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The College of St. Scholastica

St. Scholastica’s graduate program for aspiring teachers will move to 100% online delivery starting this fall.

The Graduate Teaching Licensure program is for people who already hold bachelor’s degrees in areas other than education and want to become teachers. It can be completed in less than two years.

Program organizers say the shift online is in keeping with their emphasis on accessibility and convenience for working adults, and fits with the current environment of virtual learning brought on by COVID-19. Online education is already solidly within St. Scholastica’s academic enterprise, according to Chery Lucarelli, PhD, chair of the School of Education’s graduate programs.

“Our GTL program is designed to be a flexible, engaging, interactive program to meet the needs of adult learners who want to become teachers,” Lucarelli said. “We know how to work online well, and we know how to work with adult learners. We are a nationally accredited program.”

The GTL program’s curriculum has long been ahead of the curve in terms of educational technology, which is more important than ever as teachers across the country move to distance learning.

“Every one of our candidates learns about the foundational components of computational thinking, and they also learn how to create an online lesson,” Lucarelli said. “They’re going to be well prepared for teaching in this new environment.”

GTL program alumni have reached out to Lucarelli to express how important these lessons have been now that they’ve had to move to online learning.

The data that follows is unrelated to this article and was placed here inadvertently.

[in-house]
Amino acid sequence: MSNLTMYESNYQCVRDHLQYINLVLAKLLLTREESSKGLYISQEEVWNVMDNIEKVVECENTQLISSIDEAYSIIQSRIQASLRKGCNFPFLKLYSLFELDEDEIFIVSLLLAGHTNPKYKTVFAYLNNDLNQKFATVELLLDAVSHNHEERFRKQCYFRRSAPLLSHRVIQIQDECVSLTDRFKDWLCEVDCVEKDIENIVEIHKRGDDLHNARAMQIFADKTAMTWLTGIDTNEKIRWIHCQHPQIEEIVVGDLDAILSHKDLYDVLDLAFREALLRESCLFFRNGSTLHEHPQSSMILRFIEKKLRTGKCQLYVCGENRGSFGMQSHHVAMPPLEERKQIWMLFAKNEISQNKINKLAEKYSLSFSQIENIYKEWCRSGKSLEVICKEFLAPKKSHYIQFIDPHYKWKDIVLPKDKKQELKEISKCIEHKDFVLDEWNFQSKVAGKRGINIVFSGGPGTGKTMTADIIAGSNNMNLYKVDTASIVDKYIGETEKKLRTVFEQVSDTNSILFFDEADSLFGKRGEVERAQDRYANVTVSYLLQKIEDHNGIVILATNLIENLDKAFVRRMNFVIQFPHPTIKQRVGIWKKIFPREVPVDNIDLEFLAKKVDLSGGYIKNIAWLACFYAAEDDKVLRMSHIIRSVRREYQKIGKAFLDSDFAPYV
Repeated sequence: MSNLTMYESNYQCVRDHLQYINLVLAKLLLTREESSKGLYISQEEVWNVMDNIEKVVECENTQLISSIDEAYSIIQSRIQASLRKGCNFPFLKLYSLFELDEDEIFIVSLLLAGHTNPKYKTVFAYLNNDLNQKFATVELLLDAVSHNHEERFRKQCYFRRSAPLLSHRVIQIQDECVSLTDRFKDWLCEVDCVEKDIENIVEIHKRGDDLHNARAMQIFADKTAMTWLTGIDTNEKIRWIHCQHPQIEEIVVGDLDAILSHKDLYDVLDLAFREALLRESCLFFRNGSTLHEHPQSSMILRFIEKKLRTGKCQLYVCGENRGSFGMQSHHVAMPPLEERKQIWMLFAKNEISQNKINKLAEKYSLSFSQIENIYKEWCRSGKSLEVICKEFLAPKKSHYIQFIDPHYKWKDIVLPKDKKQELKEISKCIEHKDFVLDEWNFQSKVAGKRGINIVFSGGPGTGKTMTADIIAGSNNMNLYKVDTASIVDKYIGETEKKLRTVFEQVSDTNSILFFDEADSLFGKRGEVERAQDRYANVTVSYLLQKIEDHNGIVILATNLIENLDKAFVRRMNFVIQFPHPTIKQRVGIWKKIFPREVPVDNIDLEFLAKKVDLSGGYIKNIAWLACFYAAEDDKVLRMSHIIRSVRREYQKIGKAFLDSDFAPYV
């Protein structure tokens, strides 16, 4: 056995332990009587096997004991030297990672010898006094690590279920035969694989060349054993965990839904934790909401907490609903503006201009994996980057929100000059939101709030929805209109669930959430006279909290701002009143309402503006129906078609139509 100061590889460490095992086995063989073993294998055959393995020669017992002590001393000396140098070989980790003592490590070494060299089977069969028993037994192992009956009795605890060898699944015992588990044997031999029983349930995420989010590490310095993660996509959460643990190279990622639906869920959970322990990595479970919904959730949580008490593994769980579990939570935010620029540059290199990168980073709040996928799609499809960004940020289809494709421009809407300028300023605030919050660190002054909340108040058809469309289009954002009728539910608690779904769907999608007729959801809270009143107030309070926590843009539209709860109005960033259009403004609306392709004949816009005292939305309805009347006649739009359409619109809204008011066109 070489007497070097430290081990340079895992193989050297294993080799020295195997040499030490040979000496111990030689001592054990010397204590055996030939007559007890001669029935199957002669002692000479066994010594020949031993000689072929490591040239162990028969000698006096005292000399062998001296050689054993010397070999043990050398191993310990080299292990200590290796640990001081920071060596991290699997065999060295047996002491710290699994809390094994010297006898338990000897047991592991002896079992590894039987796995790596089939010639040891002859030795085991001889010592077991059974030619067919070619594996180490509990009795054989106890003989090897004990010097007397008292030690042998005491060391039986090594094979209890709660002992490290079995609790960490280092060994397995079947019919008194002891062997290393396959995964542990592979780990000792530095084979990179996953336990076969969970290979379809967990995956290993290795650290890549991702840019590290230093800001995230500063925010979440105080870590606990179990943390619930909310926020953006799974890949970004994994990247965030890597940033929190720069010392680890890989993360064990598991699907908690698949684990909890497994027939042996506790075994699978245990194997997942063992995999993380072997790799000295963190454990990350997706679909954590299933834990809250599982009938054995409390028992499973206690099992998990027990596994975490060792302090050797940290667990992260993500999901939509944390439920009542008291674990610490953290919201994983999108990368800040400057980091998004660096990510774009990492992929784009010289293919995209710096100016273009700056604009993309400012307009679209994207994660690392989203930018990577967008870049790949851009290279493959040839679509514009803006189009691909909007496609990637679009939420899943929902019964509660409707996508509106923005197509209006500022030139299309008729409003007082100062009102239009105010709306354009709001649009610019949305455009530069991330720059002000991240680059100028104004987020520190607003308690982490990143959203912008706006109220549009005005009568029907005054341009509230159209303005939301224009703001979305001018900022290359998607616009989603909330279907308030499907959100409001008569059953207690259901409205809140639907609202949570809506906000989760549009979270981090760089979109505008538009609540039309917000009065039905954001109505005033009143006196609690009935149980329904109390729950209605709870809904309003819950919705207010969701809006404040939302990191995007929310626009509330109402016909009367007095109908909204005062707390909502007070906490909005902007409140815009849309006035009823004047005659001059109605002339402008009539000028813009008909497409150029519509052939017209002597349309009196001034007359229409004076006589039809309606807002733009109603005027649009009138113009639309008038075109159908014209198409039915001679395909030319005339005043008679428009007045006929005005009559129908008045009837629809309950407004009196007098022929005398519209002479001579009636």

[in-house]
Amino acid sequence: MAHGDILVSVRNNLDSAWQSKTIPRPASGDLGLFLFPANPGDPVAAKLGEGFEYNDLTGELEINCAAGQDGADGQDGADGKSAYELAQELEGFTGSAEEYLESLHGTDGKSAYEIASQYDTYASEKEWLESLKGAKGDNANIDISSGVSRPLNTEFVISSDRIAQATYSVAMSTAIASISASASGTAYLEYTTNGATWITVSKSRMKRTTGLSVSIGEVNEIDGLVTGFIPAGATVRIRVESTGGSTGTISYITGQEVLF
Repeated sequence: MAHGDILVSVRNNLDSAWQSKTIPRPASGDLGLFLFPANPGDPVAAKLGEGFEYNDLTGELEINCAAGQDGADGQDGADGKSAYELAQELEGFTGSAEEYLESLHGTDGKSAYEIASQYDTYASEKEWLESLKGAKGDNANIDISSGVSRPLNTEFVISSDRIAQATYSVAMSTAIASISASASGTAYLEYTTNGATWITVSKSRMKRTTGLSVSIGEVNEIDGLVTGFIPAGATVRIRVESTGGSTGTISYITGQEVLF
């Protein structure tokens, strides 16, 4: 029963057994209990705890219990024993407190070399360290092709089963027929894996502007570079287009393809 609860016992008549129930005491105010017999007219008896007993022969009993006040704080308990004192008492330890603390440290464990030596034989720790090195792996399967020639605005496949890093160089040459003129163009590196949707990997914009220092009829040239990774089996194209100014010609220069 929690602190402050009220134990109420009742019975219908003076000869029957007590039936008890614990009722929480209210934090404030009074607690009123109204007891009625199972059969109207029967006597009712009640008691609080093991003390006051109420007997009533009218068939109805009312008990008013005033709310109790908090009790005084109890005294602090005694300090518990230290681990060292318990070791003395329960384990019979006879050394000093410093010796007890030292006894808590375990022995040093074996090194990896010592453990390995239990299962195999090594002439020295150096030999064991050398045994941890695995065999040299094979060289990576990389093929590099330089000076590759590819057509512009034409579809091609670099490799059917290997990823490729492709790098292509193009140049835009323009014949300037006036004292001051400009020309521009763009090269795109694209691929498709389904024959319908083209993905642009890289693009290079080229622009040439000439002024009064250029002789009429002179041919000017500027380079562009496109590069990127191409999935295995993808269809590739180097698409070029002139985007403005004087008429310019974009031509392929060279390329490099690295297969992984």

Erin Petz Giguere, a first-year Spanish teacher in Grand Marais who recently completed the GTL program, wrote about how “valuable and directly applicable” she’d found the GTL’s tech lab sessions in her work, particularly as she had to move into an online delivery mode.

“The fact that my students and I have worked with those resources from the beginning of the year is an incredible asset to our transition to distance learning,” Petz Giguere wrote.

The shift from a hybrid model to online will help to address teaching shortages in rural locations, particularly for elementary schools that are experiencing an acute need, Lucarelli said. The online format will open up the program to people who might not have been able to attend in-person classes.

“It’s going to be more flexible for all of our folks who want to be teachers,” Lucarelli said.

All faculty members in the GTL program are former K-12 teachers, Lucarelli said, and the curriculum places “a focus on inclusive excellence to meet the needs of diverse learners.”

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